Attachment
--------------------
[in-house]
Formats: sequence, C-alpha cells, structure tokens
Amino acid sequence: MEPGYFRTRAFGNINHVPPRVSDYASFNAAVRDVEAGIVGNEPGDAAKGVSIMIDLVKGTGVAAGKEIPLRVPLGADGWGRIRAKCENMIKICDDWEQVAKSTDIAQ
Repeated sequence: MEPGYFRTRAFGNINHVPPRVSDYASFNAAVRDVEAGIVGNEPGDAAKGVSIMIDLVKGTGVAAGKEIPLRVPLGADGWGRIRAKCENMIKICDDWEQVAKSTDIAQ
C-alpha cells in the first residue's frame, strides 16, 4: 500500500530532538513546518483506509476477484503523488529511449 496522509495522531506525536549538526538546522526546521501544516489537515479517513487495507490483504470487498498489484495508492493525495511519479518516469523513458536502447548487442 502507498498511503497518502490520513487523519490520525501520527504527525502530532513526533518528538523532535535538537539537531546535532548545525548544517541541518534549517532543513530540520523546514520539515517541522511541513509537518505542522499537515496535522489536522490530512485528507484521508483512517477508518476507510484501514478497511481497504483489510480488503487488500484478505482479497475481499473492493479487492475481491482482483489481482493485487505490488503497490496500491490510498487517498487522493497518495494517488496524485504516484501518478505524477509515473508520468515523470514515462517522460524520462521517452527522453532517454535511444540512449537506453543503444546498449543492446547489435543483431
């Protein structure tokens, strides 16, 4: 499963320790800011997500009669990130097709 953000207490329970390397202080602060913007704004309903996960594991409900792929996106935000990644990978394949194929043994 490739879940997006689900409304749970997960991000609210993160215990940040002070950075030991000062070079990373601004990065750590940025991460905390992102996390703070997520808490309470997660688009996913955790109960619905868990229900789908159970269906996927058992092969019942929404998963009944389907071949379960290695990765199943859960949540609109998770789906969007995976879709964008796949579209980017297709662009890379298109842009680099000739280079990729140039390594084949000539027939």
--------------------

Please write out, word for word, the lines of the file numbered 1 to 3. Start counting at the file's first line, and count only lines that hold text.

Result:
[in-house]
Formats: sequence, C-alpha cells, structure tokens
Amino acid sequence: MEPGYFRTRAFGNINHVPPRVSDYASFNAAVRDVEAGIVGNEPGDAAKGVSIMIDLVKGTGVAAGKEIPLRVPLGADGWGRIRAKCENMIKICDDWEQVAKSTDIAQ